The Internet of Things is Not Just About the Internet: Testing Matters

"If it ain't broke, don't fix it." It's an old adage, however, in the case of your test automation strategy, it may not always ring true. In the midst of juggling looming deliverables, servicing the needs of corporate stakeholders, and maintaining the status quo, it's easy to push test strategy reviews into the long-term planning category. However, it only takes one small issue to expose gaps in a test automation strategy. For this reason, it's worth proactively asking the question, "How well is your test automation strategy working for you?"

Building a test automation strategy takes time, resources, and consensus. This is why maintenance and periodic reviews of that strategy help ensure all that valuable work is being efficiently leveraged.  When considering a review of your test automation strategy, it’s critical that you ask some probative questions:

Have there been significant changes in your team or in stakeholders?

Your strategy was ideally built based on input from a core team of knowledgeable professionals with experience and skills that speak to the goals of the product, system, or service being tested. Whether a stakeholder has a role that makes them directly responsible for some aspect of test strategy, or they are just impacted in some way by the strategy, it is important to make sure the right subject matter expertise is represented.

In order to assess your test strategy's performance, you'll also need feedback from those who are instrumental in deploying and measuring the strategy. If those who are most familiar with crafting the strategy have changed, it is critical that current stakeholders understand the strategy and have an opportunity to provide input.

Are you meeting the goals your organization has established?

Whether your goals were speed to market, improved performance metrics, streamlined communication, enhanced user experience, and/or cost savings, you need to discern whether you have met your measureable goals and how and where you have improved. It's not enough to say that QA has been improved; your stakeholders will want to understand how it has improved. For example, has the introduction of automated tests resulted in a significant reduction in development time or technical debt? Are your automated tests primarily unit-driven, or are behavior-driven tests also included? It is important to consider both quantitative and qualitative (but still measurable!) goals when determining the effectiveness of your test automation strategy.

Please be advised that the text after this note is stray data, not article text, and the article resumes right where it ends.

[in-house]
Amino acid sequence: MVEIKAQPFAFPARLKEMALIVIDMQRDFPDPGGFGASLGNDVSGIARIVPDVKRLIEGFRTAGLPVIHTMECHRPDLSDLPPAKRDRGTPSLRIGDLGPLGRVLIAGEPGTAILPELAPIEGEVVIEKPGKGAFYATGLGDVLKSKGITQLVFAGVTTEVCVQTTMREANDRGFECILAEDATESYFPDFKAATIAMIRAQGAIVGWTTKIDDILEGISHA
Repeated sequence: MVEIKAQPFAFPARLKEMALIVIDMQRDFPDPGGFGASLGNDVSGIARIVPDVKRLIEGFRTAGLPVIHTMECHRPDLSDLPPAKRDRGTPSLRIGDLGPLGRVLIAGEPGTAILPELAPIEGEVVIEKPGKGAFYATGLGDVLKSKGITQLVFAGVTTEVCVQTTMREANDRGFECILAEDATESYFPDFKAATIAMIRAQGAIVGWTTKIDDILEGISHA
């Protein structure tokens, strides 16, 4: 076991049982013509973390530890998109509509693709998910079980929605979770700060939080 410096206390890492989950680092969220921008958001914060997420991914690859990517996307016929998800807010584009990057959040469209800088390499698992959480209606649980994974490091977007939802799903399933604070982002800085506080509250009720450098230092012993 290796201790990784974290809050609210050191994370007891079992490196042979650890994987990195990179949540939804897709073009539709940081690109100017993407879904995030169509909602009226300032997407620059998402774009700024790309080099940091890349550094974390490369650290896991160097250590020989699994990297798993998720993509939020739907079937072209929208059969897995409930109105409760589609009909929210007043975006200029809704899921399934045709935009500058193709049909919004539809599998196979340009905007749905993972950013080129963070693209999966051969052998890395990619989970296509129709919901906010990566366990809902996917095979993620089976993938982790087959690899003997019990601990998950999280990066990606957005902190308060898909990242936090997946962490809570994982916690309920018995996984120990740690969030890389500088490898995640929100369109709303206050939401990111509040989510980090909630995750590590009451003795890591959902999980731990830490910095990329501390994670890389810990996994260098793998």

Have your organization’s QA needs changed?

With the introduction of new products, functionalities, and improvements, it’s worthwhile to evaluate whether any of these needs have required your QA processes to change. Have your QA processes been updated to address new changes or needs in your environment? Your test automation strategy should be able to effectively support the requirements for your developmental and product needs.

Don’t be afraid to put your strategy to the test! Consider complex test environments and whether some of the scenarios you previously thought were edge cases are now a bit less “edgy”. Think through how user behaviors may have evolved since your previous test automation strategy had been created. Are all business-critical paths being considered?

Automated testing solutions such as Cycle can support the creation and maintenance of a comprehensive test automation strategy by serving as a “single source of truth” for stakeholders.

Whether you need to update or overhaul your test automation strategy, always ensure you have the right mix of people, resources, and tests to ensure the right level of coverage and optimize your strategy.

This post was written by:

Josh Owen
VP of Product Development

With more than a decade of software engineering and deployment experience, Josh leads Cycle’s Product Development team, determining strategic vision and priorities for Cycle’s software offerings. In this role, he oversees Cycle’s roadmap, team development, product vision, user experience, and product culture.

Additionally, in 2009, Josh co-founded Tryon Solutions to meet the growing demand for customized, client-centered supply chain consulting. Josh brings more than a decade of experience successfully deploying enterprise-level supply chain software which was the catalyst for developing Cycle.